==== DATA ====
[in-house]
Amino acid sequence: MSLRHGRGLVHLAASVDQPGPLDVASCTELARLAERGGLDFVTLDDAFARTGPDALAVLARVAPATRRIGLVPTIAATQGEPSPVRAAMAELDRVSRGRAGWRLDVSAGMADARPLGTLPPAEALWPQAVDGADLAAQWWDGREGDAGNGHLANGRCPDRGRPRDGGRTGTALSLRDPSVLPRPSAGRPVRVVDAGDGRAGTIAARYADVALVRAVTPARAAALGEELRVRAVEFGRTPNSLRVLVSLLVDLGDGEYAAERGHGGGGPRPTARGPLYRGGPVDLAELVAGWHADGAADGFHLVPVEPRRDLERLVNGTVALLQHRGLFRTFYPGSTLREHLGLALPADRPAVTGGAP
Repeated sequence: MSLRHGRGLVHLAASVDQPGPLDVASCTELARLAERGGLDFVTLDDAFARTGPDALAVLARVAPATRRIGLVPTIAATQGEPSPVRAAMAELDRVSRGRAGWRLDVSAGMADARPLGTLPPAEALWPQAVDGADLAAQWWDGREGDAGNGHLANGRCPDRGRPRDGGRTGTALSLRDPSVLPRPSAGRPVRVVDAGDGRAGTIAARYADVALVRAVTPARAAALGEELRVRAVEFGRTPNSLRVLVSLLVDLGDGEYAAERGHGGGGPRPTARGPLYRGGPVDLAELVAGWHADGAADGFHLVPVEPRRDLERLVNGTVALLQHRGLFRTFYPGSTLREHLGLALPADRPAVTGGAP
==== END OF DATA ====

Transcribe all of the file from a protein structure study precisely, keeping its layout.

[in-house]
Amino acid sequence: MSLRHGRGLVHLAASVDQPGPLDVASCTELARLAERGGLDFVTLDDAFARTGPDALAVLARVAPATRRIGLVPTIAATQGEPSPVRAAMAELDRVSRGRAGWRLDVSAGMADARPLGTLPPAEALWPQAVDGADLAAQWWDGREGDAGNGHLANGRCPDRGRPRDGGRTGTALSLRDPSVLPRPSAGRPVRVVDAGDGRAGTIAARYADVALVRAVTPARAAALGEELRVRAVEFGRTPNSLRVLVSLLVDLGDGEYAAERGHGGGGPRPTARGPLYRGGPVDLAELVAGWHADGAADGFHLVPVEPRRDLERLVNGTVALLQHRGLFRTFYPGSTLREHLGLALPADRPAVTGGAP
Repeated sequence: MSLRHGRGLVHLAASVDQPGPLDVASCTELARLAERGGLDFVTLDDAFARTGPDALAVLARVAPATRRIGLVPTIAATQGEPSPVRAAMAELDRVSRGRAGWRLDVSAGMADARPLGTLPPAEALWPQAVDGADLAAQWWDGREGDAGNGHLANGRCPDRGRPRDGGRTGTALSLRDPSVLPRPSAGRPVRVVDAGDGRAGTIAARYADVALVRAVTPARAAALGEELRVRAVEFGRTPNSLRVLVSLLVDLGDGEYAAERGHGGGGPRPTARGPLYRGGPVDLAELVAGWHADGAADGFHLVPVEPRRDLERLVNGTVALLQHRGLFRTFYPGSTLREHLGLALPADRPAVTGGAP